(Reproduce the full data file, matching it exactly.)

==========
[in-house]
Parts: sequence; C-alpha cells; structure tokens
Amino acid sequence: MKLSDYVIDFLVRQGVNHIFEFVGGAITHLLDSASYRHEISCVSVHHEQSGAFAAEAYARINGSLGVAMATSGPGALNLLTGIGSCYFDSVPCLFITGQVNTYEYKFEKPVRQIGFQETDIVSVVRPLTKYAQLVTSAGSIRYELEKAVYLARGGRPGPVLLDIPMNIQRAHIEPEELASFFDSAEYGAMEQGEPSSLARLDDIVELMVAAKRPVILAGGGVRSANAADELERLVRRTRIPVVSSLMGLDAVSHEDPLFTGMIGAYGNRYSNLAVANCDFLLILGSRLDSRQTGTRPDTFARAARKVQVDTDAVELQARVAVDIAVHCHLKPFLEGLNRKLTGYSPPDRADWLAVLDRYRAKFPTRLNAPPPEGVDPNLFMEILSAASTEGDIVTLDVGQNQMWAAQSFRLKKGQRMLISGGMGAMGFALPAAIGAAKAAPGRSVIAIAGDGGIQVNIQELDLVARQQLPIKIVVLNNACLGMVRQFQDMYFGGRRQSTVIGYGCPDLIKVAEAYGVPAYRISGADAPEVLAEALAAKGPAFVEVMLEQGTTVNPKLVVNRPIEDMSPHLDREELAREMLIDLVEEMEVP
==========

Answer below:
[in-house]
Parts: sequence; C-alpha cells; structure tokens
Amino acid sequence: MKLSDYVIDFLVRQGVNHIFEFVGGAITHLLDSASYRHEISCVSVHHEQSGAFAAEAYARINGSLGVAMATSGPGALNLLTGIGSCYFDSVPCLFITGQVNTYEYKFEKPVRQIGFQETDIVSVVRPLTKYAQLVTSAGSIRYELEKAVYLARGGRPGPVLLDIPMNIQRAHIEPEELASFFDSAEYGAMEQGEPSSLARLDDIVELMVAAKRPVILAGGGVRSANAADELERLVRRTRIPVVSSLMGLDAVSHEDPLFTGMIGAYGNRYSNLAVANCDFLLILGSRLDSRQTGTRPDTFARAARKVQVDTDAVELQARVAVDIAVHCHLKPFLEGLNRKLTGYSPPDRADWLAVLDRYRAKFPTRLNAPPPEGVDPNLFMEILSAASTEGDIVTLDVGQNQMWAAQSFRLKKGQRMLISGGMGAMGFALPAAIGAAKAAPGRSVIAIAGDGGIQVNIQELDLVARQQLPIKIVVLNNACLGMVRQFQDMYFGGRRQSTVIGYGCPDLIKVAEAYGVPAYRISGADAPEVLAEALAAKGPAFVEVMLEQGTTVNPKLVVNRPIEDMSPHLDREELAREMLIDLVEEMEVP